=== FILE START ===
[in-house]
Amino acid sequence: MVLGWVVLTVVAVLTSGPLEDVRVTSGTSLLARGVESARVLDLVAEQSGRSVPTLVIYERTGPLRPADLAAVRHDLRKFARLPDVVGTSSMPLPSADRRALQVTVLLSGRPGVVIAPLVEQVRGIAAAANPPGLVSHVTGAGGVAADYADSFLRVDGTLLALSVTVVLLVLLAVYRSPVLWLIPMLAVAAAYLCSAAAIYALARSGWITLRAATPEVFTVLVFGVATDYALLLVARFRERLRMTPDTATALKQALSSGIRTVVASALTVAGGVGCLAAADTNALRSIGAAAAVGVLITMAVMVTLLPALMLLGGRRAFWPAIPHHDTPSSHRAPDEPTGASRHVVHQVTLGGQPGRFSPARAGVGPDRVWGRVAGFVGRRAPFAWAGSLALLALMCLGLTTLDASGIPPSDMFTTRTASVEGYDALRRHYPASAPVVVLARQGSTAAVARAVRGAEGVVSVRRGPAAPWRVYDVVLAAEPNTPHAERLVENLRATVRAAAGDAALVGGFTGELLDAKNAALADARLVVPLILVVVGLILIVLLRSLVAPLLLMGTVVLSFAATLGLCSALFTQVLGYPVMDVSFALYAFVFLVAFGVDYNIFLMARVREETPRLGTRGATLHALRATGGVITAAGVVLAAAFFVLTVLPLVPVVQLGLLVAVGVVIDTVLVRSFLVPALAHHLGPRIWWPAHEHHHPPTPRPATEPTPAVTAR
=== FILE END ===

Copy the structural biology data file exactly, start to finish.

[in-house]
Amino acid sequence: MVLGWVVLTVVAVLTSGPLEDVRVTSGTSLLARGVESARVLDLVAEQSGRSVPTLVIYERTGPLRPADLAAVRHDLRKFARLPDVVGTSSMPLPSADRRALQVTVLLSGRPGVVIAPLVEQVRGIAAAANPPGLVSHVTGAGGVAADYADSFLRVDGTLLALSVTVVLLVLLAVYRSPVLWLIPMLAVAAAYLCSAAAIYALARSGWITLRAATPEVFTVLVFGVATDYALLLVARFRERLRMTPDTATALKQALSSGIRTVVASALTVAGGVGCLAAADTNALRSIGAAAAVGVLITMAVMVTLLPALMLLGGRRAFWPAIPHHDTPSSHRAPDEPTGASRHVVHQVTLGGQPGRFSPARAGVGPDRVWGRVAGFVGRRAPFAWAGSLALLALMCLGLTTLDASGIPPSDMFTTRTASVEGYDALRRHYPASAPVVVLARQGSTAAVARAVRGAEGVVSVRRGPAAPWRVYDVVLAAEPNTPHAERLVENLRATVRAAAGDAALVGGFTGELLDAKNAALADARLVVPLILVVVGLILIVLLRSLVAPLLLMGTVVLSFAATLGLCSALFTQVLGYPVMDVSFALYAFVFLVAFGVDYNIFLMARVREETPRLGTRGATLHALRATGGVITAAGVVLAAAFFVLTVLPLVPVVQLGLLVAVGVVIDTVLVRSFLVPALAHHLGPRIWWPAHEHHHPPTPRPATEPTPAVTAR